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JuiceFS vs. CephFS

This document offers a comprehensive comparison between JuiceFS and CephFS. You will learn their similarities and differences in their system architectures and features.


Both are highly reliable, high-performance, resilient distributed file systems with good POSIX compatibility, suitable for various scenarios.


System architecture

Both JuiceFS and CephFS employ an architecture that separates data and metadata, but they differ greatly in implementations.


CephFS is a complete and independent system used mainly for private cloud deployments. Through CephFS, all file metadata and data are persistently stored in Ceph's distributed object store (RADOS).

  • Metadata
    • Metadata Server (MDS): Stateless and theoretically horizontally scalable. There are mature primary-secondary mechanisms, while concerns about performance and stability still exist in multi-primary deployments. Production environments typically adopt one-primary-multiple-secondary or multi-primary static isolation.
    • Persistent: Independent RADOS storage pools, usually used with SSDs or higher-performance hardware storage.
  • Data: Stored in one or more RADOS storage pools, supporting different configurations through Layout, such as chunk size (default 4 MiB) and redundancy (multi-copy, EC).
  • Client: Supports kernel client (kcephfs), user-state client (ceph-fuse) and libcephfs-based SDKs for C++, Python, etc.; recently the community has also provided a Windows client (ceph-dokan). VFS object for Samba and an FSAL module for NFS-Ganesha are also available in the ecosystem.


JuiceFS provides a libjfs library, a FUSE client application, Java SDK, etc. It supports various metadata engines and object storages, and can be deployed in public, private, or hybrid cloud environments.

  • Metadata: Supports various databases, including:
    • Redis and various variants of the Redis-compatible protocol (transaction supports are required)
    • SQL family: MySQL, PostgreSQL, SQLite, etc.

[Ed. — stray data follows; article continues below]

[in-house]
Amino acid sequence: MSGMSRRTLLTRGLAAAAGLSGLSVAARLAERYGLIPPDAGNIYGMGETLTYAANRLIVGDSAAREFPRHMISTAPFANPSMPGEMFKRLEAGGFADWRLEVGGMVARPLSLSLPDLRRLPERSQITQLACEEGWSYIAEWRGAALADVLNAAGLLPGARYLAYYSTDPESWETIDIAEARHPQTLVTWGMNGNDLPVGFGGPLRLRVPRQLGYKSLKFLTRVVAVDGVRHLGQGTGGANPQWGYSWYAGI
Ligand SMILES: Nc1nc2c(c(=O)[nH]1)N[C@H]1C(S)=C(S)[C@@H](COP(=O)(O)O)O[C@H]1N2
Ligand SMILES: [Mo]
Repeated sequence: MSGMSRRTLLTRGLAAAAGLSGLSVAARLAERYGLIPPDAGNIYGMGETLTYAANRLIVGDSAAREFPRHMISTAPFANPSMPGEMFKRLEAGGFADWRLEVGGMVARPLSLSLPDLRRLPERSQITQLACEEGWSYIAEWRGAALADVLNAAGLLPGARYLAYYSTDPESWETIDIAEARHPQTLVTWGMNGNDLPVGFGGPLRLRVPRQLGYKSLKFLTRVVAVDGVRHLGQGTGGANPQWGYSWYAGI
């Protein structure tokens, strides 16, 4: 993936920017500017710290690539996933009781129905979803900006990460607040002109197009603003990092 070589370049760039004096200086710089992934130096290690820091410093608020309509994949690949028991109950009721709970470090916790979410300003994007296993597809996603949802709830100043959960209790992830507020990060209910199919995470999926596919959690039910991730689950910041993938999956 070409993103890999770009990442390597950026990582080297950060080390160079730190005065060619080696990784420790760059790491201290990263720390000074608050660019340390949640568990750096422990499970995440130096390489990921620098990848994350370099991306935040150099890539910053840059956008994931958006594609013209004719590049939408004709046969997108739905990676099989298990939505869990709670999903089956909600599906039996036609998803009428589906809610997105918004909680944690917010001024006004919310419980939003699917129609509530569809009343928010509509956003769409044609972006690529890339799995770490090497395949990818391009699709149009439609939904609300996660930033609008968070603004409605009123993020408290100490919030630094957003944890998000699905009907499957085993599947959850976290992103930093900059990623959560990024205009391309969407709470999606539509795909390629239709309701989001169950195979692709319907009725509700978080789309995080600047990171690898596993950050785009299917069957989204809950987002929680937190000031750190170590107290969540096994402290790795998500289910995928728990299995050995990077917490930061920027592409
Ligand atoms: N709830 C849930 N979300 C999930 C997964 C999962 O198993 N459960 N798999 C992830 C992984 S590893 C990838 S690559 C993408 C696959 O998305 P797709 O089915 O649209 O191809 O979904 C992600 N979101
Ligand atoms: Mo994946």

• Distributed K/V storage: TiKV, FoundationDB, etcd
    • A self-developed engine: a JuiceFS fully managed service used on the public cloud.
  • Data: Supports over 30 types of object storage on the public cloud and can also be used with MinIO, Ceph RADOS, Ceph RGW, etc.
  • Clients: Supports Unix user-state mounting, Windows mounting, Java SDK with full HDFS semantic compatibility, Python SDK, and a built-in S3 gateway.


Comparison basisCephFSJuiceFS
File chunking [1]
Metadata transactions
Strong consistency
Kubernetes CSI Driver
Data compression [2]
Data encryption [3]
Client data caching
Hadoop data locality
QuotaDirectory level quotaDirectory level quota
LicenseLGPLv2.1 & LGPLv3Apache License 2.0

[1] File chunking

CephFS splits files by object_size (default 4MiB). Each chunk corresponds to a RADOS object. In contrast, JuiceFS splits files into 64MiB chunks and it further divides each chunk into logical slices during writing according to the actual situation. These slices are then split into logical blocks when writing to the object store, with each block corresponding to an object in the object storage. When handling overwrites, CephFS modifies corresponding objects directly, which is a complicated process. Especially, when the redundancy policy is EC or the data compression is enabled, part of the object content needs to be read first, modified in memory, and then written. This leads to great performance overhead. In comparison, JuiceFS handles overwrites by writing the updated data as new objects and modifying the metadata at the same time, which greatly improves the performance. Any redundant data generated during the process will go to garbage collection asynchronously.

[2] Data compression

Strictly speaking, CephFS itself does not provide data compression but relies on the BlueStore compression on the RADOS layer. JuiceFS, on the other hand, has already compressed data once before uploading a block to the object storage to reduce the capacity cost in the object storage. In other words, if you use JuiceFS to interact with RADOS, you compress a block both before and after it enters RADOS, twice in total. Also, as mentioned in File chunking, to guarantee overwrite performance, CephFS usually does not enable the BlueStore compression.

[3] Data encryption

On network transport layer, Ceph encrypts data by using Messenger v2, while on data storage layer, the data encryption is done at OSD creation, which is similar to data compression.

JuiceFS encrypts objects before uploading and decrypts them after downloading. This is completely transparent to the object storage.